Fort Belknap Road/Weatherford to Salesville

Michael has a BA in History & American Studies and an MSc in American History from the University of Edinburgh. He comes from a proud military family and has spent most of his career as an educator in the Middle East and Asia. His passion is travel, and he seizes any opportunity to share his experiences in the most immersive way possible, whether at sea or on the land.

Parker County, Texas

Follow Main St. north of the square to the red light at the Exxon station. Turn left and follow 920 5.4 miles to the left turn onto 1885, which continues northwest. This follows roughly the same route as the original military road from Fort Worth to Fort Belknap. Details related to the mileage marked along the trail can be found in the tan box below.

1885 Northwest Map

More Stories and Information on Fort Tours Road Trips

Picture of Captain R. B. Marcy

Thanks to the discovery of gold in California, Fort Worth was obsolete as a sentinel on the frontier almost before construction was finished. An army detachment under Captain R.B. Marcy (pictured left) escorted the first large wagon train of goldseekers from Fort Smith, Arkansas through the Rockies on the Santa Fe Trail. Marcy's return route entered Texas through El Paso, skirting the western side of the Hill Country and Cross Timbers and entering Indian territory north of Dallas at Fort Preston on the Red. His return route, referred to as the Southern Route, California or Marcy's Trail, was warmer, less mountainous and popular with gold and adventure seekers. Soon a new line of forts was constructed to protect the western bound traffic. Hwy. 254 roughly follows the military road built to link Fort Worth to the army's new outpost.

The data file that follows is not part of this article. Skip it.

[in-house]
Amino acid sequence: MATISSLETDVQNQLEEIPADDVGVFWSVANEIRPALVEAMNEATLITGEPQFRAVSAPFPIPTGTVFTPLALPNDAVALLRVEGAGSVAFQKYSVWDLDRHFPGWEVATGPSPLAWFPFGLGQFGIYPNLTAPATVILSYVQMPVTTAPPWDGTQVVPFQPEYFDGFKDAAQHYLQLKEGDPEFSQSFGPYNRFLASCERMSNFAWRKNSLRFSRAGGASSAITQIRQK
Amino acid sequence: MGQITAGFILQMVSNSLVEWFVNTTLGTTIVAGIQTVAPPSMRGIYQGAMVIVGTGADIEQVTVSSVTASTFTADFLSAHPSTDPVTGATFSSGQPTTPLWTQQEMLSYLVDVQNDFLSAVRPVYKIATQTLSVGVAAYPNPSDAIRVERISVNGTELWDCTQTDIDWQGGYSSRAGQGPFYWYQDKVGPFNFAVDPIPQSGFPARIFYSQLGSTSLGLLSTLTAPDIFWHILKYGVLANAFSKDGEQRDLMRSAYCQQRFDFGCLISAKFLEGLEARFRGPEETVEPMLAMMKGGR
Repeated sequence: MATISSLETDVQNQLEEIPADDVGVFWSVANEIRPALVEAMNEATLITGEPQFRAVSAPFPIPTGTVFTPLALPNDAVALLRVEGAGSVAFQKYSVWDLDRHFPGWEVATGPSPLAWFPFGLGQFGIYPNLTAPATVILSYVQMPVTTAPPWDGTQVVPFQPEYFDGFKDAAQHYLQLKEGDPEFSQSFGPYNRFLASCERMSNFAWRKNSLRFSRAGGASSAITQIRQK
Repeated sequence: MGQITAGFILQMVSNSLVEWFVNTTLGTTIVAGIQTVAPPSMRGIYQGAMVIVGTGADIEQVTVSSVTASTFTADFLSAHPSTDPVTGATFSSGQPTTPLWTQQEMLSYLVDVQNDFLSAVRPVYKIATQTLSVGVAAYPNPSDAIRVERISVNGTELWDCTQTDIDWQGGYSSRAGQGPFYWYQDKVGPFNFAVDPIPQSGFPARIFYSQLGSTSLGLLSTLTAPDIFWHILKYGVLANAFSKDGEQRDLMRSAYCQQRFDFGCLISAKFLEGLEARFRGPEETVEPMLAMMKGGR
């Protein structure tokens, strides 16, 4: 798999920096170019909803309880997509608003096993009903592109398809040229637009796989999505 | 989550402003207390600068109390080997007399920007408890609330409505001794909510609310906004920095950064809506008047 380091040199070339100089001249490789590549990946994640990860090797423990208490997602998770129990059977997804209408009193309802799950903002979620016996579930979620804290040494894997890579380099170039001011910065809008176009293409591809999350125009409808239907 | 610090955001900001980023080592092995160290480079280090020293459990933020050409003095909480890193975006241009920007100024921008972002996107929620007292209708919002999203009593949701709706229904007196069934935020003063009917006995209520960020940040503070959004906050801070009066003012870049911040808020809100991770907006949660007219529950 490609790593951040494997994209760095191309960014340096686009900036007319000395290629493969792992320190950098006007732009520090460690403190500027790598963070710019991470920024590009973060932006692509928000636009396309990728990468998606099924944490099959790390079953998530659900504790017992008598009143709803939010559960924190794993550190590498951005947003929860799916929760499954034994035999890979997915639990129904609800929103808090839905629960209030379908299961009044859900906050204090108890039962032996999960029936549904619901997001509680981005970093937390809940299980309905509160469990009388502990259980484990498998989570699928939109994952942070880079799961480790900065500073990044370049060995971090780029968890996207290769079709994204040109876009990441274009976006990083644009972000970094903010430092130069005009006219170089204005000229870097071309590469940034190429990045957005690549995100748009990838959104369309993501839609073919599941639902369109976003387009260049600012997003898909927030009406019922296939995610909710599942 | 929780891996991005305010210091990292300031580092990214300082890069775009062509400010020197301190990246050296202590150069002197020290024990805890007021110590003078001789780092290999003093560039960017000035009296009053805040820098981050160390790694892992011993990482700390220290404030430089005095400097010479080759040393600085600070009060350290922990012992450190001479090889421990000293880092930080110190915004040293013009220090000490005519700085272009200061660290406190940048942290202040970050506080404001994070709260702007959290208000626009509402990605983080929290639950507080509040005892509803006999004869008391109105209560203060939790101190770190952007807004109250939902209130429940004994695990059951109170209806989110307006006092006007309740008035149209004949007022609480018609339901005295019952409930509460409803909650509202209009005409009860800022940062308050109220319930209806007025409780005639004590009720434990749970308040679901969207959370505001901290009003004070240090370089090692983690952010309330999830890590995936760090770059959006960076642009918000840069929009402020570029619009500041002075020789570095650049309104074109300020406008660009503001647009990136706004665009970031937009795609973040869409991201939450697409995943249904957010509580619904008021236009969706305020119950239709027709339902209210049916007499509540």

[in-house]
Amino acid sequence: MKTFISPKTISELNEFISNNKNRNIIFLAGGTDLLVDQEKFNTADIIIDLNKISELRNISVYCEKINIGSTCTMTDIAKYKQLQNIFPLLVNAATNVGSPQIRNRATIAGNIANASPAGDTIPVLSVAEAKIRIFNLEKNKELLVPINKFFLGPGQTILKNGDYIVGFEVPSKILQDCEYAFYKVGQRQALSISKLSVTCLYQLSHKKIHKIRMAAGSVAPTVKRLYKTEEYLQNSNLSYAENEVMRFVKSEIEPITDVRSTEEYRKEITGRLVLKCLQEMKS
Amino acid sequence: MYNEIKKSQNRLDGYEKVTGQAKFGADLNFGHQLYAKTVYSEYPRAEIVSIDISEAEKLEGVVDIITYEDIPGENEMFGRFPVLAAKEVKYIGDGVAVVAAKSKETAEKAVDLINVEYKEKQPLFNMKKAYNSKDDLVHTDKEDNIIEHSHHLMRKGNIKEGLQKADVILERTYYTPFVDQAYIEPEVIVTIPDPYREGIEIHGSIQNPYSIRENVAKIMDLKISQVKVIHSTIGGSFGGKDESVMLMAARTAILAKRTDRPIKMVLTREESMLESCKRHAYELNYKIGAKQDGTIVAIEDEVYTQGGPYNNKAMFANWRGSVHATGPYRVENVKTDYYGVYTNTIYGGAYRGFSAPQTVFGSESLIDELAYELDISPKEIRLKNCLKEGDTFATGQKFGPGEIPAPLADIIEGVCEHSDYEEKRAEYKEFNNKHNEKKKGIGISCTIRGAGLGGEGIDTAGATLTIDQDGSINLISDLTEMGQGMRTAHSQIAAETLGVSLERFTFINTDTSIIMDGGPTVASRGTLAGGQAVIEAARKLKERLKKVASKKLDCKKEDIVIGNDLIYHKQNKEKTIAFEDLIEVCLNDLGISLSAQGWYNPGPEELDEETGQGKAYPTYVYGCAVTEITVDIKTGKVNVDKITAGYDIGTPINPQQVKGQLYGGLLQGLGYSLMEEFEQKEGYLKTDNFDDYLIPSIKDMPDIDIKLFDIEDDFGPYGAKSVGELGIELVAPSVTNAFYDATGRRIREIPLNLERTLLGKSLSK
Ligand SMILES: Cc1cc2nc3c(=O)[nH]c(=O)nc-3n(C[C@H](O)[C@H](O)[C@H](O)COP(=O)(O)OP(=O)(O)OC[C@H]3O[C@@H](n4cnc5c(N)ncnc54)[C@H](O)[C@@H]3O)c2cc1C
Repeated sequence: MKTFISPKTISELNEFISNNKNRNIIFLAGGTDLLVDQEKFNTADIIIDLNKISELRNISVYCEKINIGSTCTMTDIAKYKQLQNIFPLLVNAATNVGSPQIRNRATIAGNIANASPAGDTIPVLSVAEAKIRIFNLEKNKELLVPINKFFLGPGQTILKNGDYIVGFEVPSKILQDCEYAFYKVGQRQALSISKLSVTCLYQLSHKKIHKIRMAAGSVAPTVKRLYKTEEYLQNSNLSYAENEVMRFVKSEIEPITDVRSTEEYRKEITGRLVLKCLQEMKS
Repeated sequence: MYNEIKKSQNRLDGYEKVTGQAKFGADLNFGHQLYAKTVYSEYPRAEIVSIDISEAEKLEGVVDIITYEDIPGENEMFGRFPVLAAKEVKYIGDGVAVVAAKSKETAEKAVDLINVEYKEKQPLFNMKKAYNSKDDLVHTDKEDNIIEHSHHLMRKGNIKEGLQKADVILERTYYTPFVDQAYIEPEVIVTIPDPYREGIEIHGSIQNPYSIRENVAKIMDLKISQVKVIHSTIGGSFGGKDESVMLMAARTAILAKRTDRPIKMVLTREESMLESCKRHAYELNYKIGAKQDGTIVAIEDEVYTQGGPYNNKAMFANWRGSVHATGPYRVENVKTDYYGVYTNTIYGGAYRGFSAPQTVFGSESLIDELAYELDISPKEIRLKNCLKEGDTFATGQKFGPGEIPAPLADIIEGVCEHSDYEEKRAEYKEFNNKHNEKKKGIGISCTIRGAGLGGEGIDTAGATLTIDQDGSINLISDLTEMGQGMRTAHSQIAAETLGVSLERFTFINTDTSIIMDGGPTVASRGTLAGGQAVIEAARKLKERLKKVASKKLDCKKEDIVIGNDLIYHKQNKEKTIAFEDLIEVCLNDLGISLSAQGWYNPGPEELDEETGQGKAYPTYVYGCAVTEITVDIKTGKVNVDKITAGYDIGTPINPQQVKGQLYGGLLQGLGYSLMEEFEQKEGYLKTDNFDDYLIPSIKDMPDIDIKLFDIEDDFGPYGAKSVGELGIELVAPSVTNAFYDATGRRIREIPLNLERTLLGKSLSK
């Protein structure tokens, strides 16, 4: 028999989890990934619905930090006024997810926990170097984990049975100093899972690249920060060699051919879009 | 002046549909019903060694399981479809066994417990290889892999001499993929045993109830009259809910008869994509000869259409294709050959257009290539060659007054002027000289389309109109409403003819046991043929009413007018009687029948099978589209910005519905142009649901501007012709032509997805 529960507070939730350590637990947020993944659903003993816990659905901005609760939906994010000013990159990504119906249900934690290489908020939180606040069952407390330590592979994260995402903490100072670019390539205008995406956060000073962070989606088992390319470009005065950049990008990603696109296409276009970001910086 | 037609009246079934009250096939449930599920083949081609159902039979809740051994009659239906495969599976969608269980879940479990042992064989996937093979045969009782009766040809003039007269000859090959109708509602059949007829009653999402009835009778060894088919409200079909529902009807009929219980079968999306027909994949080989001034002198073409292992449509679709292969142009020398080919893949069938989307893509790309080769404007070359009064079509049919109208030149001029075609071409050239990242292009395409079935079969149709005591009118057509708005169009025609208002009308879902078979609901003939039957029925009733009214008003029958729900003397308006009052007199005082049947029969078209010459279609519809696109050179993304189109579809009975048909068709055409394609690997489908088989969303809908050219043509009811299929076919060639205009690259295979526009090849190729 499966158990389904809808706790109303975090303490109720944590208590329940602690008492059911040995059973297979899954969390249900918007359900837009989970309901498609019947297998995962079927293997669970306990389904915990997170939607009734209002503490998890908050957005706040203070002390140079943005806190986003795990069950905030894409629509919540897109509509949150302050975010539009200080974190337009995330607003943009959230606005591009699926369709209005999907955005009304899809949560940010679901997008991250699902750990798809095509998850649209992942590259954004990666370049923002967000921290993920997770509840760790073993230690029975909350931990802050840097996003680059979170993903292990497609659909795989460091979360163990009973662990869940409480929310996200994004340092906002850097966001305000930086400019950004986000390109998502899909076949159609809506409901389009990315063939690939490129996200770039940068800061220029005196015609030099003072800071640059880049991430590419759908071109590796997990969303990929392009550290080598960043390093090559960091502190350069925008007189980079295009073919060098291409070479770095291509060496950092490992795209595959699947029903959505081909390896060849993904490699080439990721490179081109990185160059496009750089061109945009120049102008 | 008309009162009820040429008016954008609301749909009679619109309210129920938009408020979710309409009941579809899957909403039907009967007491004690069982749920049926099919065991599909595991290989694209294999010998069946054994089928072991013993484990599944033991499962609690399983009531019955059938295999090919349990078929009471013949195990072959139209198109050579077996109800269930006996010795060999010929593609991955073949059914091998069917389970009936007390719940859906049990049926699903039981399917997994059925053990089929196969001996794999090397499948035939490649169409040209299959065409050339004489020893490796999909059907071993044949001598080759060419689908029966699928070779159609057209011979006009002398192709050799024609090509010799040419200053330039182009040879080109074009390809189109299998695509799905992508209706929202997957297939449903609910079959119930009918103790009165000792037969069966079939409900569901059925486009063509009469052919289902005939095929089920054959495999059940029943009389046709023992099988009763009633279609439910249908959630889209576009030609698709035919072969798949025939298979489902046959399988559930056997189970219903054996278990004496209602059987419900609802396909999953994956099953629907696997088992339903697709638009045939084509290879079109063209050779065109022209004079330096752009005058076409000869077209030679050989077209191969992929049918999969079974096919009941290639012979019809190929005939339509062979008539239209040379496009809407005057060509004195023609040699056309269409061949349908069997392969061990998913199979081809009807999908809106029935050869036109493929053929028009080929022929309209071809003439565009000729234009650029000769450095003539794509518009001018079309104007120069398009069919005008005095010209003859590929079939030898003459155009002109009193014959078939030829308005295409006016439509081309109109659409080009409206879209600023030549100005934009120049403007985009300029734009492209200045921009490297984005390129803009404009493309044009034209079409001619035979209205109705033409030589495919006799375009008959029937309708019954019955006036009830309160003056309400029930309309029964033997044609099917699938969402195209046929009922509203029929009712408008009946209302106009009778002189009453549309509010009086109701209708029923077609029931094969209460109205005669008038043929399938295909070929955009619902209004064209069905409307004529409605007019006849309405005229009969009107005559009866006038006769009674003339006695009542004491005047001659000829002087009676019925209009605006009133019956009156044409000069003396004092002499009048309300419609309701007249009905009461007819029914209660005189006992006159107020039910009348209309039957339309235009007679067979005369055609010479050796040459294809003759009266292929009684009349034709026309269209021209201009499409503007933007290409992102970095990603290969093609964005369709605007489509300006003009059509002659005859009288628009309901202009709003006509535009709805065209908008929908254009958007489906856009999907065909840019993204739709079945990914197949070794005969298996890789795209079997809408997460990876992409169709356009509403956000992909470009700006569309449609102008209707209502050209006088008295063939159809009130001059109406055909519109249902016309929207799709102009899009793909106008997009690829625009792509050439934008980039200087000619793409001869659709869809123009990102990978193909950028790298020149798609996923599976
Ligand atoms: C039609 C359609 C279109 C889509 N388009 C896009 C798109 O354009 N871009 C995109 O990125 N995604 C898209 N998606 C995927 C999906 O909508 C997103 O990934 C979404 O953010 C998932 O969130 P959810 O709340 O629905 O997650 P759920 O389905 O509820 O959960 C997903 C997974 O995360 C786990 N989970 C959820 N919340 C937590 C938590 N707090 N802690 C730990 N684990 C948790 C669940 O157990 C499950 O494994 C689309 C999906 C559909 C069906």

First and Second Line of Forts Map
Map from the book, The Fort in Fort Worth, by Clay Perkins

Originally the army intended to man the western forts with infantry and keep the horse dragoons at the eastern line of forts. This was based on the theory that marauders would be trapped between the two forces and it was considerably cheaper to keep the horses where there was plentiful grass and corn cultivation. However, even though there were numerous alarms of pending large-scale Comanche raids in North Texas, most all of the action happened around the Rio Grande. The Comanches had a very profitable business providing badly needed horses to the migrating goldseekers, and their profit margins were high because they were stealing their inventory in Mexico. Since the United States agreed to protect Mexico from Comanche raids as part of its war settlement, the eastern forts were closed and many of the troops were relocated to the border forts.

Soldiers relocated to the new western forts needed beef and soon cow camps began to spring up near the Fort Worth to Fort Belknap Road. Cow camps became ranches and after houses replaced tents, families moved in to join the men.

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